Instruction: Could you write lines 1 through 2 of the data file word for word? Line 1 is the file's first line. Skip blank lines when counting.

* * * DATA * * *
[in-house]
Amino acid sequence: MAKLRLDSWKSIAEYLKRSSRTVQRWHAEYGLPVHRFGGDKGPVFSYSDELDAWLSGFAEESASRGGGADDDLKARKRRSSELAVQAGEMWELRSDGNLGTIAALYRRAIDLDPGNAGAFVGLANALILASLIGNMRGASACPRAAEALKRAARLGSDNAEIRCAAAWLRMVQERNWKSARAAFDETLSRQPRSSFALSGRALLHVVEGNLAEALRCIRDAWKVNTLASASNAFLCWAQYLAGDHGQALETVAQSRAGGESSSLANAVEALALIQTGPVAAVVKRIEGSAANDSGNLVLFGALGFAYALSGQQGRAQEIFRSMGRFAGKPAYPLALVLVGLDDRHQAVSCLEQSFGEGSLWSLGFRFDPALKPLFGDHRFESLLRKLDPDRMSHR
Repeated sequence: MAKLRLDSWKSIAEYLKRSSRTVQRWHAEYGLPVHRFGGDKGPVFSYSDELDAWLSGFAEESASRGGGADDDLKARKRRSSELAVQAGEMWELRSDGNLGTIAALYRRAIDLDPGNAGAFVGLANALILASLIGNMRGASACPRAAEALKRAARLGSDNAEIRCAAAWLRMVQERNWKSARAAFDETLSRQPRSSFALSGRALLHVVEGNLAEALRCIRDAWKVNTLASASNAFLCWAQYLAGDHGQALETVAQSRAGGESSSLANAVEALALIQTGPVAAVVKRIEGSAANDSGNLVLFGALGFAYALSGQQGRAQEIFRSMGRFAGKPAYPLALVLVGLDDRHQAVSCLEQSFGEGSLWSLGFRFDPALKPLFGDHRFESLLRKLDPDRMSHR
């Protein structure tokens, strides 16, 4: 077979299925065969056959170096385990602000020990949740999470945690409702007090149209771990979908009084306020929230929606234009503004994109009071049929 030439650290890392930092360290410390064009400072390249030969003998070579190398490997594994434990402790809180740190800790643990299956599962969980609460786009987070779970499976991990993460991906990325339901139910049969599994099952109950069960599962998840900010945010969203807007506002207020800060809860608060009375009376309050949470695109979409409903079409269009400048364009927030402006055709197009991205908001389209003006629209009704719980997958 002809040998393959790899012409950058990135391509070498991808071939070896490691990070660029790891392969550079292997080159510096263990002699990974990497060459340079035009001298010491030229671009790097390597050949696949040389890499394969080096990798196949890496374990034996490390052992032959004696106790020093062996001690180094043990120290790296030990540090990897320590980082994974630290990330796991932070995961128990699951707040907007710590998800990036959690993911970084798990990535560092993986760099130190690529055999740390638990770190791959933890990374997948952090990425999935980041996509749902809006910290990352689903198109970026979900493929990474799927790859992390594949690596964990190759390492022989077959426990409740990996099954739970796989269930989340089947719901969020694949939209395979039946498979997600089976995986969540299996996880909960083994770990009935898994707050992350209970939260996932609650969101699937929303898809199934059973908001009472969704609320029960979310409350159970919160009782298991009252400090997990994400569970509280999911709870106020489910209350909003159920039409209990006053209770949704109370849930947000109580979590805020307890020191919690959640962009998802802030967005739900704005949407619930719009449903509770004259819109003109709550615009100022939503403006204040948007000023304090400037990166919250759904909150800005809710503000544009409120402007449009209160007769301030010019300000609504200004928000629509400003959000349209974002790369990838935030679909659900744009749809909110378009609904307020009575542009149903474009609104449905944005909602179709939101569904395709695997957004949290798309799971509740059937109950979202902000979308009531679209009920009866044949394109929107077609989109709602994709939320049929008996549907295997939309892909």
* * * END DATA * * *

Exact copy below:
[in-house]
Amino acid sequence: MAKLRLDSWKSIAEYLKRSSRTVQRWHAEYGLPVHRFGGDKGPVFSYSDELDAWLSGFAEESASRGGGADDDLKARKRRSSELAVQAGEMWELRSDGNLGTIAALYRRAIDLDPGNAGAFVGLANALILASLIGNMRGASACPRAAEALKRAARLGSDNAEIRCAAAWLRMVQERNWKSARAAFDETLSRQPRSSFALSGRALLHVVEGNLAEALRCIRDAWKVNTLASASNAFLCWAQYLAGDHGQALETVAQSRAGGESSSLANAVEALALIQTGPVAAVVKRIEGSAANDSGNLVLFGALGFAYALSGQQGRAQEIFRSMGRFAGKPAYPLALVLVGLDDRHQAVSCLEQSFGEGSLWSLGFRFDPALKPLFGDHRFESLLRKLDPDRMSHR